Third, who will get tax cuts? Trump’s nominee for Treasury Secretary, Steven Mnuchin, insists that high-income households won’t get an “absolute” tax cut. But the Tax Policy Center estimates that Trump’s most recent plan would cut millionaires’ taxes by an average of $317,000 in 2017. Will Congress pass a fundamentally different plan, or is Mnuchin wrong?

How much new debt will Republicans tolerate? This could prove to be the crucial question in 2017. Trump would add $7 trillion to the debt over a decade, even after accounting for economic effects, according to TPC. The House GOP blueprint would add $3 trillion. What is the upper bound that congressional Republicans, especially Senate deficit hawks, will tolerate?

Fourth, How will the bill be scored? Congressional Republicans will rely on dynamic scoring to measure the cost of their tax bill. But even including economic effects, tax cuts such as those offered by Trump and the House Republicans won’t generate as much growth as backers hope.  Indeed, TPC and the Penn-Wharton Budget Model found the Trump plan’s burgeoning debt would slow economic growth by 2025. Congress could try to solve this scoring problem by instructing the Joint Committee on Taxation to assume annual growth of, say, 4 percent when it models the cost of any tax bill. Such a projection would be worthless on the merits and damage JCT, but it could allow Trump and Congress to claim that their tax cut adds less to the deficit than it likely would.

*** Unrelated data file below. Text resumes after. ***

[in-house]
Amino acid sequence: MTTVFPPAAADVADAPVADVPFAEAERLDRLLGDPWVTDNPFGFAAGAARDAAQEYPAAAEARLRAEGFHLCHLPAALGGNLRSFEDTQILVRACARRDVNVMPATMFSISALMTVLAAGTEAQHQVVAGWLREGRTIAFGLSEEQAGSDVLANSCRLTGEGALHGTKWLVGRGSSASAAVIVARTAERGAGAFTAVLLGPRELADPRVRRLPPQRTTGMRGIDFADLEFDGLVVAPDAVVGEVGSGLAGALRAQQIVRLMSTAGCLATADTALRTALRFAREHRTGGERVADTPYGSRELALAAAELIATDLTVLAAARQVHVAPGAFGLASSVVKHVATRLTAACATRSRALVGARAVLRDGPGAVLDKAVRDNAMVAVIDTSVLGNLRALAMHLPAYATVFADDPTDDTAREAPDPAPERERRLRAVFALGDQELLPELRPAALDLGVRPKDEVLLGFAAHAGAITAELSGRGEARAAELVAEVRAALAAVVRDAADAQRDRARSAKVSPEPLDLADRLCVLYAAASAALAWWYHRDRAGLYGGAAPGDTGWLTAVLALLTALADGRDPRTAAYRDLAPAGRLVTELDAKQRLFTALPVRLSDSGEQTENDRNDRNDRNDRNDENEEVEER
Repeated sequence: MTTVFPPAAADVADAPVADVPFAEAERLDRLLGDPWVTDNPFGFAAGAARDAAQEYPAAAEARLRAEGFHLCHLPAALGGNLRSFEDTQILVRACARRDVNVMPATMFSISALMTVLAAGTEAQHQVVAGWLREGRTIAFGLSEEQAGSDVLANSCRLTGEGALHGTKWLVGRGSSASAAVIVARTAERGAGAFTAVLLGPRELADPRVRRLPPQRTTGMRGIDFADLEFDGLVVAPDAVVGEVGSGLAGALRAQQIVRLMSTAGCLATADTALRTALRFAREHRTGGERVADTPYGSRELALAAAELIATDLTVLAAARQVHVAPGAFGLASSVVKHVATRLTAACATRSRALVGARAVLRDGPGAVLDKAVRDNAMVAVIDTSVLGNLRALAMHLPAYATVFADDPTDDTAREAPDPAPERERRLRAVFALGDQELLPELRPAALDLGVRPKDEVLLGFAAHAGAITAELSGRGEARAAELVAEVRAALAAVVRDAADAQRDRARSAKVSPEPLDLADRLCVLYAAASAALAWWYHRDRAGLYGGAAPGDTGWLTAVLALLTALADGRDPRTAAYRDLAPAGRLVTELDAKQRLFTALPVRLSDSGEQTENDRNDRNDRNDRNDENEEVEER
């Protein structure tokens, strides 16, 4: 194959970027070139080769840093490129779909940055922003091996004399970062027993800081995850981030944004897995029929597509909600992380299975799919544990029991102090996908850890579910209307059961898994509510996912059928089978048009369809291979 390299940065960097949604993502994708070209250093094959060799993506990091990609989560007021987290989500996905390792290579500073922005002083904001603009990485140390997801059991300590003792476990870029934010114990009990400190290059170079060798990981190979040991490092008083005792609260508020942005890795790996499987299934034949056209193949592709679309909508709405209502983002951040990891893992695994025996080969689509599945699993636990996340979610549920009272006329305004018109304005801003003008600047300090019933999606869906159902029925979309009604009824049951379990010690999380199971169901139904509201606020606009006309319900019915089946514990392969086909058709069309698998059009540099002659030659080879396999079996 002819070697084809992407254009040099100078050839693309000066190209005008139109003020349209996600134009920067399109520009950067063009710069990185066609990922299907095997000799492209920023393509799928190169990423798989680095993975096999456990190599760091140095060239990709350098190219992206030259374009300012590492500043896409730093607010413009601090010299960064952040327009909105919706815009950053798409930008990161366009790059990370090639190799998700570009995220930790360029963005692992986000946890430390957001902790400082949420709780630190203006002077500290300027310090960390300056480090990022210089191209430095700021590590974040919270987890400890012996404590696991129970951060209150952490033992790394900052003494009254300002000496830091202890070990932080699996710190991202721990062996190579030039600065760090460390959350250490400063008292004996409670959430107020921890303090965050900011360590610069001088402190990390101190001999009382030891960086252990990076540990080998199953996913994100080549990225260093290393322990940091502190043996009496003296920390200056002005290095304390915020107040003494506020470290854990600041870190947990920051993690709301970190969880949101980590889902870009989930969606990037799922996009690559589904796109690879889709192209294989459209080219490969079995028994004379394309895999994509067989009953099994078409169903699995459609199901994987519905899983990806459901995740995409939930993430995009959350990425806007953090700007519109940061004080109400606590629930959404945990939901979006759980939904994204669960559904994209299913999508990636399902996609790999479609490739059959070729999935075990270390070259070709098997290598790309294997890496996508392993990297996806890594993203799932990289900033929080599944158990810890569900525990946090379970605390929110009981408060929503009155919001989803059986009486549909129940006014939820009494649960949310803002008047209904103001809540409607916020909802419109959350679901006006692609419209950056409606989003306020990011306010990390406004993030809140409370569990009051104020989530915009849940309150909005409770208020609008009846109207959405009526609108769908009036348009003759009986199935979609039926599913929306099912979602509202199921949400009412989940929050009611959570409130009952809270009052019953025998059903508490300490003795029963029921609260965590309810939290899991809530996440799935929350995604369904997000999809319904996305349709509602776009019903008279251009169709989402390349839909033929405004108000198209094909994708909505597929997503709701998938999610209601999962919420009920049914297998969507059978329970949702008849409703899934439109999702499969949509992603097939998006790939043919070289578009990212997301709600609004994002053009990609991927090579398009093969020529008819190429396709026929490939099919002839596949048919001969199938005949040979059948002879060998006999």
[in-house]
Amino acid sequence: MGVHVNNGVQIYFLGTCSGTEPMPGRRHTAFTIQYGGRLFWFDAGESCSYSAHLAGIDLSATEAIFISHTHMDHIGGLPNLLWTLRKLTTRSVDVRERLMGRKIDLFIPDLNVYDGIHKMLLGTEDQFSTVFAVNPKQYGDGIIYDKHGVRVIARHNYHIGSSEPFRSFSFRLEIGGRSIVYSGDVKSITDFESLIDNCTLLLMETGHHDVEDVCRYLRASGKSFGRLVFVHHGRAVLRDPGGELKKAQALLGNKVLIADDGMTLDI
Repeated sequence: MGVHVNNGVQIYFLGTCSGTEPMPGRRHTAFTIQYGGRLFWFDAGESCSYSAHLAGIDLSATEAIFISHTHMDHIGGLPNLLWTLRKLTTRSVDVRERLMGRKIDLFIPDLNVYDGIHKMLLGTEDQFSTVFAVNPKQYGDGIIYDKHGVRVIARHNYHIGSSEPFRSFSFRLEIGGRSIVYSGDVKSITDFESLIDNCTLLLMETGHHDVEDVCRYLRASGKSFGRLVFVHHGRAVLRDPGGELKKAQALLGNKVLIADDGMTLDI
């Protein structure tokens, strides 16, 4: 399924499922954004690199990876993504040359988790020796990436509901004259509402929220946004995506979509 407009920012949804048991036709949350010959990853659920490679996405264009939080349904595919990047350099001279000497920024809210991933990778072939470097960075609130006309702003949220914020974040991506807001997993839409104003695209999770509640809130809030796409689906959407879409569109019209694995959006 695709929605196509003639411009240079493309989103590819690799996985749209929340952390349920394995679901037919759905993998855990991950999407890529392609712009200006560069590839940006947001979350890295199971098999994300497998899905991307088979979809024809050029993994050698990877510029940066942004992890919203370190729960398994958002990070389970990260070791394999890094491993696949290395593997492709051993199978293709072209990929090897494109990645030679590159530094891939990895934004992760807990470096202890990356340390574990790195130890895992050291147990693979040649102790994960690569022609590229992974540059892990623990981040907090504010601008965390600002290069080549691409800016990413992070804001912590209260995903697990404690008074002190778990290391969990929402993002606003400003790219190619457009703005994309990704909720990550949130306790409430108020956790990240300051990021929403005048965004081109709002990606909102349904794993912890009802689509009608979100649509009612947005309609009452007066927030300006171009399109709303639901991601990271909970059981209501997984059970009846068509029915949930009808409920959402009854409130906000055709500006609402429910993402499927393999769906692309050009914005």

How will business respond to Trumponomics? During the campaign, Trump repeatedly vowed to restore US-based manufacturing jobs. But his tax plan is likely to boost deficits and interest rates, which would raise costs to businesses. Similarly, a stronger dollar would make US exports less competitive as would tariff-induced broken supply chains. Will big tax cuts be sufficient to offset those effects, or will Trumponomics perversely slow US business investment and hiring?